Notes on fake decolonization

Things I need to learn more about…

Photo by Mohd Aram on Unsplash What counts as “authentic” decolonization as the term takes over our social media and influencer bubbles? And how we can sharpen our activism. By Bhakti Shringarpure, Africa Is A Country Decolonization has taken over our social media timelines with a vengeance. With hundreds of thousands of “decolonize” hashtags, several […]

Notes on fake decolonization

Indigenous peoples, in Oregon and beyond, are decolonizing maps | OPB

Decolonizing isn’t just changing the labels on our maps. It’s reorienting what maps are based on, what purposes they serve.

‘Maps can tell the tribal story, not just that of the conquerors.’

Unlike nomadic or sedentary Indigenous tribes, Harrelson explained that many tribes in Oregon lived the seasonal round.

“The seasonal round is essentially: Each tribal group had a winter storehouse and then they would go to different areas when resources were ready,” Harrelson said. “They would travel to those locations, have temporary encampments, process their food and their goods, and then bring them back to their winter lodges, where they would spend all winter.”

Americans are becoming climate migrants before our eyes | Climate change | The Guardian

Climate change is already creating climate refugees and some of them are us. And more will be in the future.

https://amp.theguardian.com/commentisfree/2020/oct/02/climate-change-migration-us-wildfires

“The killings are horrible but I don’t agree with the riots…”

I see quite a few people I know – and friends of people I know – expressing horror at the recent murders of Black people. It is and has been outrageous for years… decadescenturies. Unfortunately, some follow that outrage with some version of “… but I don’t agree with their methods/the property destruction/the rioting/etc.”

As recently as two or three years ago I would totally have agreed with them. However, after taking part in several anti-racism, anti-white-supremacy programs through my church plus the loving and firm guidance of several people of color, I respectfully – and strongly – disagree on several points:

1) I do not tell people of color or other marginalized groups how to feel about people or institutions who are oppressing them. I realize, now, that by siding with their oppressors I become one of their oppressors. In fact, by being white and not actively opposing that oppression, I participate in their oppression.

2) As a white person in this culture and nation, I do not know – and can never know – what it is like to be Black in America. The closest I can come is to listen to them, hear what they say, and believe them… and I still won’t know. Also, I know full well that there are many voices in the Black community and that few, if any, opinions will be shared by every one of them. Finding one Black person’s opinion that I agree with and telling other Black people that they should conform to that is racist.

3) Anything I say that implies that I will no longer support their otherwise-righteous cause if the resistance leads to destruction of property will be taken as me valuing property over lives.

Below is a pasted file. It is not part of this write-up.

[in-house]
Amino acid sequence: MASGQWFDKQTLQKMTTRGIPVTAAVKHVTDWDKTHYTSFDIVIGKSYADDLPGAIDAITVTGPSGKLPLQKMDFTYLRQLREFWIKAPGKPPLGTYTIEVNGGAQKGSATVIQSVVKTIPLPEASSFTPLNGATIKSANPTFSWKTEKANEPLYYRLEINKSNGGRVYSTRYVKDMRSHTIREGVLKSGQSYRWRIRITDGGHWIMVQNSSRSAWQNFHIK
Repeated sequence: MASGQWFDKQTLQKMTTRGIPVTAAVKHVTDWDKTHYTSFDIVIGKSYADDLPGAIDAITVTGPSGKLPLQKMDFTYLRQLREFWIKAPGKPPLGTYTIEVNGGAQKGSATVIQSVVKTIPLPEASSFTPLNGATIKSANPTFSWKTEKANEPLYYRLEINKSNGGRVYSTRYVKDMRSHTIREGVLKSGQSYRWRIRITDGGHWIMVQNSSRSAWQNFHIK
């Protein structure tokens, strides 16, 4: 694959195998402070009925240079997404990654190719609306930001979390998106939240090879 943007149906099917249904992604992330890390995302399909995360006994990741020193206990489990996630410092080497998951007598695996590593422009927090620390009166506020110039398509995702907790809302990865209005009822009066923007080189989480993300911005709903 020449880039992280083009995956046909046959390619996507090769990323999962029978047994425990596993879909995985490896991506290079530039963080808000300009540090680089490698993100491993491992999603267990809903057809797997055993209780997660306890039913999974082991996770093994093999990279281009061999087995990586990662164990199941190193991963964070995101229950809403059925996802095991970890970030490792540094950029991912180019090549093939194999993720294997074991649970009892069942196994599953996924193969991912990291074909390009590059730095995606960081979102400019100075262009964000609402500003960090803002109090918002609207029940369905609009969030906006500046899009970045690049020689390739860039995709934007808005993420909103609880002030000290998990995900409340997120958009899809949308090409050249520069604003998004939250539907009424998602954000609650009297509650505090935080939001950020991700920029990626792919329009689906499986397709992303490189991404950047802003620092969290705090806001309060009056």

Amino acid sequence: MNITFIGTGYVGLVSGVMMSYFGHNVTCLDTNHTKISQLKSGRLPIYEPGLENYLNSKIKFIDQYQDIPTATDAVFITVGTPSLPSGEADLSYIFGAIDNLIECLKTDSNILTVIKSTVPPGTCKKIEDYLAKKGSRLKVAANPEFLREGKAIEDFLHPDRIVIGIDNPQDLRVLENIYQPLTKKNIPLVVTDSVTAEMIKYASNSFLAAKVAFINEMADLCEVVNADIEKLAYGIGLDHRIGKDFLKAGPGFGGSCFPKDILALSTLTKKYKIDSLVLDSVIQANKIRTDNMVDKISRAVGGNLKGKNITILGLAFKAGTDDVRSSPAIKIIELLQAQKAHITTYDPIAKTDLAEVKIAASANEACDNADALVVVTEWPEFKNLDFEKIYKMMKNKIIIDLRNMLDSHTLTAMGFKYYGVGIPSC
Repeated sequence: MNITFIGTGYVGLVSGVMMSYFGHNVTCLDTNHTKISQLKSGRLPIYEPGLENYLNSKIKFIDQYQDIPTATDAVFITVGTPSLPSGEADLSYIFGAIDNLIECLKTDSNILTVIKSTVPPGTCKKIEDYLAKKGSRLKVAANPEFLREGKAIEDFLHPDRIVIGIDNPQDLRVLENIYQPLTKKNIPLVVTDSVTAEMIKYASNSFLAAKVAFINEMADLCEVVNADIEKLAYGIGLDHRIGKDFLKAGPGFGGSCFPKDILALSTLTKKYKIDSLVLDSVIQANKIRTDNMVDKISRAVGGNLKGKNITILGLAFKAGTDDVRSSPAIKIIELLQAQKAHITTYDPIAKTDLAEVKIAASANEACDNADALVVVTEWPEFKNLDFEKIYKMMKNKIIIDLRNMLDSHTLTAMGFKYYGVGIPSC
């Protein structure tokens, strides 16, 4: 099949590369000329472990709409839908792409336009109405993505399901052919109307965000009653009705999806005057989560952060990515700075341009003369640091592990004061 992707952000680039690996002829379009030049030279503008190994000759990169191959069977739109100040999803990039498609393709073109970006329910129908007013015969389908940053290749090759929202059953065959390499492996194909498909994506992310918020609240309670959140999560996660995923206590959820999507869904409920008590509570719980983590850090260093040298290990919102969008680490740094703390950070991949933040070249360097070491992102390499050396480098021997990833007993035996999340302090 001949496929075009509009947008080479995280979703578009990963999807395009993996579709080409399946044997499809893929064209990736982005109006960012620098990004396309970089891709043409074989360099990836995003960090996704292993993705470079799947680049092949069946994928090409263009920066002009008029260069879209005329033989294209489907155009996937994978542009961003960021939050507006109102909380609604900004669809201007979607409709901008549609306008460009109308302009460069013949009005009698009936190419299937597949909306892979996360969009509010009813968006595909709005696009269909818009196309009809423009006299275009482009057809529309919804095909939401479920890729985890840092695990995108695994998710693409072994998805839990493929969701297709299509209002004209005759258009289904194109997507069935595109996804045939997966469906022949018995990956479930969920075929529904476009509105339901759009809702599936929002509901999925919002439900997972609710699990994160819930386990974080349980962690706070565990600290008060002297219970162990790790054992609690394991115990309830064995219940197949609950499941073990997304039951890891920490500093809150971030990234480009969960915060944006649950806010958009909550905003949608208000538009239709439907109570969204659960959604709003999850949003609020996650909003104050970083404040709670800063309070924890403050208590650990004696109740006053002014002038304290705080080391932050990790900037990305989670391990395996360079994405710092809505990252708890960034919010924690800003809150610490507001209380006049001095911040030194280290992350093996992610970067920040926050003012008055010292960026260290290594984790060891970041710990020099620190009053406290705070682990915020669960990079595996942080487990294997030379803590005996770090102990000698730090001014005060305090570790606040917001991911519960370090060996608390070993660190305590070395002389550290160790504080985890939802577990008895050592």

4) When I fail to realize that any conflict may have more than two sides it is easy for me to think I know enough to make an informed opinion. However, I know that every narrative angle will oversimplify to some degree to support the view of that narrative. It behooves me to listen to the marginalized people instead of the powerful people.

This has not been easy work. It has been painful at times and almost always uncomfortable for me. I am trying to learn to exist in this discomfort. I feel that it allows me to sympathize – in a very watered-down way – with the existential discomfort that is an acute, daily reality for the Black, Indigenous, other people of color, and LGBTQ people in this world and the intersections of these identities.

I acknowledge that the wording of this post centers me and my feelings. Since I am not a person of color, this is problematic. My intended audience is other white people and I need them to know that they should take up this work and that they will also have feelings of some sort. The work needs to happen despite the discomfort of these feelings and I will support them on their journey.

Changing the Structure of Power in the U.S.A.

Two important points in this article:

1) The CDC recommends that the elderly and physically fragile people should not fly on commercial airlines.

And

2) Trump/Pence don’t want you to know that.

I think the unitary executive branch needs to end. The legislative branch has the Senate and the House of Representatives and neither one can tell the other what to do. The Judicial branch has the Supreme Court at the top and they can choose to override some lower court rulings but they don’t run the various regional circuits. Likewise, I think that the Executive branch should not be in thrall to the whims of one person (no, not even a Democratic president). In California we directly elect the Governor, Lieutenant Governor, Secretary of State, Attorney General, and several other top posts. If several of the cabinet departments (State, Justice, Treasury, and Defense, for starters) were walled off from direct control of the president and we directly elected people to those posts we could avoid this CDC problem, not to mention the Barr problem!

Yeah, yeah, I know, constitutional convention, ratification, yada, yada. But it can’t ever happen if we don’t start talking about it.

Also, the prospect is very scary because there are people who are pretty well organized who want to consolidate power along more nationalist/supremacist lines.